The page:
An expert panel appointed by the American College of Cardiology (ACC) has published in the Journal of the American College of Cardiology a consensus decision pathway for anticoagulant and antiplatelet use in patients with atherosclerotic cardiovascular disease (CVD) or in those with atrial fibrillation (AF) or venous thromboembolism (VTE) undergoing percutaneous coronary intervention (PCI).
In the statement, panel members describe 4 clinical scenarios summarized below and involving AF or VTE.
Patients With AF on Anticoagulants Who Now Need PCI
The panel recommends lifelong treatment with oral anticoagulants (OACs) in patients with AF who are appropriate candidates for this therapy. Direct OACs (DOACs) should be continued in patients taking these medications prior to PCI, but clinicians should consider adding P2Y12 inhibitors (P2Y12I).
A general principle for the management of these patients is to take into account their ischemic and bleeding risk when developing an antithrombotic regimen. In addition, DOACs are preferred after PCI in patients with AF due to the therapy’s simplicity, rapid onset of action, low risk for major and fatal intracranial bleeding, and lack of need for bridging anticoagulation.
In addition, clinicians should consider continuing a vitamin K antagonist after PCI in patients with AF who had good international normalized ratio (INR) control prior to intervention. Clinicians could also consider continuing 81 mg/day aspirin following intervention until the INR reaches the therapeutic range.
The panel emphasizes that care should be taken in evaluating a chosen P2Y12I, given the intensity and duration of the agent. Due to the higher risk for bleeding with prasugrel and ticagrelor, the panel recommends preferring clopidogrel after PCI in patients indicated for long-term OAC. Ticagrelor may also be considered in these patients.
Patients on Antiplatelet Therapy (APT) With a New Diagnosis of AF
A general principle for the management of patients on APT with a new diagnosis of AF is to first assess their thromboembolic and bleeding risks. The panel notes that the CHA2DS2-VASc score represents “the most extensively validated and widely used tool” clinicians can use to assess a patient’s risk for stroke or systemic embolism. Patients with scores lower than the ones indicated in the ACC/American Heart Association/Heart Rhythm Society guidelines (CHA2DS2-VASc score: men, ≥2; women, ≥3) may be considered for treatment with OACs, based on additional clinical factors and patient preferences. The risks and benefits associated with the use of OACs should also be discussed in patients on APT with a new AF diagnosis.
Patients in this setting who have an indication for OAC and an acceptable bleeding risk should undergo reassessment of the original and current indication(s) for APT. Medical history and a physical examination should be conducted during this assessment. Clinicians should also look for signs of CVD, including angina and recent neurological symptoms. The panel also provides several recommendations for the management of antithrombotic therapy based on indication for APT, including for patients at risk for or with: atherosclerotic CVD (ASCVD), stable ischemic heart disease (SIHD), acute coronary syndrome (ACS), cerebrovascular disease, and peripheral artery disease (PAD).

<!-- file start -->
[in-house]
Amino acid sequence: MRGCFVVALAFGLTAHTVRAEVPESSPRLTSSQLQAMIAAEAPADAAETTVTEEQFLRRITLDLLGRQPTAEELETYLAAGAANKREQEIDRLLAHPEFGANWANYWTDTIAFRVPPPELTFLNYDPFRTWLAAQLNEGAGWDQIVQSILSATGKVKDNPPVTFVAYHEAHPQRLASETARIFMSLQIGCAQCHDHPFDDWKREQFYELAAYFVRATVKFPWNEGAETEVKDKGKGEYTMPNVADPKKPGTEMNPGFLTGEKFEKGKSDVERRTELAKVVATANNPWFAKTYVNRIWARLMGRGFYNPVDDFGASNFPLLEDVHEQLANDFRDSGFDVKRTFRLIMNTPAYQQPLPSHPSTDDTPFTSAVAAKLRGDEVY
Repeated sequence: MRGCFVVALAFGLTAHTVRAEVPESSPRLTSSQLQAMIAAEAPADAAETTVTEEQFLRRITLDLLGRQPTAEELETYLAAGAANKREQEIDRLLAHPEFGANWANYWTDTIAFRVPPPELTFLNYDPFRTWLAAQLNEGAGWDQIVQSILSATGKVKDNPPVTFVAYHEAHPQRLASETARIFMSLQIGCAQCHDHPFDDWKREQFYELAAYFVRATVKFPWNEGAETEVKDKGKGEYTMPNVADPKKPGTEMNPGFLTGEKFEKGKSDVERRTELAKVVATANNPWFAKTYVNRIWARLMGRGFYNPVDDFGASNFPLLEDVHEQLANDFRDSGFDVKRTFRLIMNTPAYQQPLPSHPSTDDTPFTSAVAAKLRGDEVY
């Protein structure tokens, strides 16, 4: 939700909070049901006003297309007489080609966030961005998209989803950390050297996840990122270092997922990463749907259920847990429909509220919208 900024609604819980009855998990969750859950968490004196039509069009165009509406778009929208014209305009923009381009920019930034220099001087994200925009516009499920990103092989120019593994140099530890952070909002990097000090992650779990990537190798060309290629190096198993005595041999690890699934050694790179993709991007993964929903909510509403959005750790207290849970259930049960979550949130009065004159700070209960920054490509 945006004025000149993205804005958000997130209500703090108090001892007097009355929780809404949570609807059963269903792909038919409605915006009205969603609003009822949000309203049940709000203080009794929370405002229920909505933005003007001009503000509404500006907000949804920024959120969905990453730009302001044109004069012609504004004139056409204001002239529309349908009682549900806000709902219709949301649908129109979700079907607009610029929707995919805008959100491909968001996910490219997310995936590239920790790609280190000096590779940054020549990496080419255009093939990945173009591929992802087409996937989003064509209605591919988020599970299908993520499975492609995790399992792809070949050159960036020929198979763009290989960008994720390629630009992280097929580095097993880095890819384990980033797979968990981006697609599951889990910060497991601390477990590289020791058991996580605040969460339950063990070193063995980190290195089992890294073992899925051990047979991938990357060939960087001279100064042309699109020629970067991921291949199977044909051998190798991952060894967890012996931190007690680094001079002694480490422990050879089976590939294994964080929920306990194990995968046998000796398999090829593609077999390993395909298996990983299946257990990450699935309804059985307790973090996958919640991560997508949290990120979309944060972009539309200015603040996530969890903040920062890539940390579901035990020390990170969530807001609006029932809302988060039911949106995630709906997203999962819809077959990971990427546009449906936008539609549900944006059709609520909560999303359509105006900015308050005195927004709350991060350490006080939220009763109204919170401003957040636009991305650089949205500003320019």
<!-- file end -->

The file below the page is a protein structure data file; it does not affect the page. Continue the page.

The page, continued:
Patient With Prior VTE Being Considered for PCI
The panel recommends a time-limited course of OAC after VTE provoked by a transient nonsurgical risk factor, or surgery in patients with prior VTE who are being considered for PCI.
Indefinite anticoagulant therapy is recommended in patients who have an average risk for bleeding, and time-limited therapy should be considered in patients at increased risk for bleeding. Clinicians should reassess the risks and benefits of continuing anticoagulant therapy on an annual basis in patients on indefinite treatment.
PCI should be deferred in patients requiring the procedure within the first 3 months of a time-limited OAC course for VTE. Deferral should last until the OAC therapy regimen is completed. Additional recommendations are provided regarding combination anticoagulant/APT therapy, particularly in terms of reducing bleeding risk.
Patients on APT With New VTE
In these patients, clinicians may wish to consider 75 to 100 mg aspirin daily for the primary prevention of ASCVD, especially for patients ages 40 to 70 years at high risk for ASCVD but not for bleeding. Also, patients on single APT for SIHD without a history of ACS and no prior revascularization should stop any APT and initiate an anticoagulant regimen.
Application of the Consensus Statement
“This is a complex topic, and we have attempted to cite the literature to offer direct guidance when possible and to highlight areas in which clinical judgment is needed,” noted the expert panel. ”We hope this document will aid in the management of this common yet challenging subset of patients.”
Writing Committee, Kumbhani DJ, Cannon CP, et al. 2020 ACC expert consensus decision pathway for anticoagulant and antiplatelet therapy in patients with atrial fibrillation or venous thromboembolism undergoing percutaneous coronary intervention or with atherosclerotic cardiovascular disease: A report of the American College of Cardiology Solution Set Oversight Committee . Published online November 26, 2020. J Am Coll Cardiol. doi:10.1016/j.jacc.2020.09.011